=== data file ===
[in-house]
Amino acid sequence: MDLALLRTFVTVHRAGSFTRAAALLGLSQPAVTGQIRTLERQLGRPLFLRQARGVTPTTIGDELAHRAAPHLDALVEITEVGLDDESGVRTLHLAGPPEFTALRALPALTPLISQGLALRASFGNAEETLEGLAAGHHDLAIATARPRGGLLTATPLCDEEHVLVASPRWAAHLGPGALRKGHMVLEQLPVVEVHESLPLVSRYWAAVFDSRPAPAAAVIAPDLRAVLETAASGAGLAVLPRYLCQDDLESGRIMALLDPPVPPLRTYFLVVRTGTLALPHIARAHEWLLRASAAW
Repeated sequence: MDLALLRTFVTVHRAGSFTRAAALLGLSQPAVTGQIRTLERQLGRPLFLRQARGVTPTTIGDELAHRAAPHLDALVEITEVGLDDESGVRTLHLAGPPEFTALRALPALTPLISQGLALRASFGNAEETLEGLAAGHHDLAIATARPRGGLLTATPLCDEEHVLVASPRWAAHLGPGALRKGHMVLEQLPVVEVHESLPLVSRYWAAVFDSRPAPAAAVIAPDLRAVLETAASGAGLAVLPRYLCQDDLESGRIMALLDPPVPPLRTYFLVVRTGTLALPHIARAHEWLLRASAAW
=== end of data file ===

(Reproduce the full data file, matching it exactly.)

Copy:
[in-house]
Amino acid sequence: MDLALLRTFVTVHRAGSFTRAAALLGLSQPAVTGQIRTLERQLGRPLFLRQARGVTPTTIGDELAHRAAPHLDALVEITEVGLDDESGVRTLHLAGPPEFTALRALPALTPLISQGLALRASFGNAEETLEGLAAGHHDLAIATARPRGGLLTATPLCDEEHVLVASPRWAAHLGPGALRKGHMVLEQLPVVEVHESLPLVSRYWAAVFDSRPAPAAAVIAPDLRAVLETAASGAGLAVLPRYLCQDDLESGRIMALLDPPVPPLRTYFLVVRTGTLALPHIARAHEWLLRASAAW
Repeated sequence: MDLALLRTFVTVHRAGSFTRAAALLGLSQPAVTGQIRTLERQLGRPLFLRQARGVTPTTIGDELAHRAAPHLDALVEITEVGLDDESGVRTLHLAGPPEFTALRALPALTPLISQGLALRASFGNAEETLEGLAAGHHDLAIATARPRGGLLTATPLCDEEHVLVASPRWAAHLGPGALRKGHMVLEQLPVVEVHESLPLVSRYWAAVFDSRPAPAAAVIAPDLRAVLETAASGAGLAVLPRYLCQDDLESGRIMALLDPPVPPLRTYFLVVRTGTLALPHIARAHEWLLRASAAW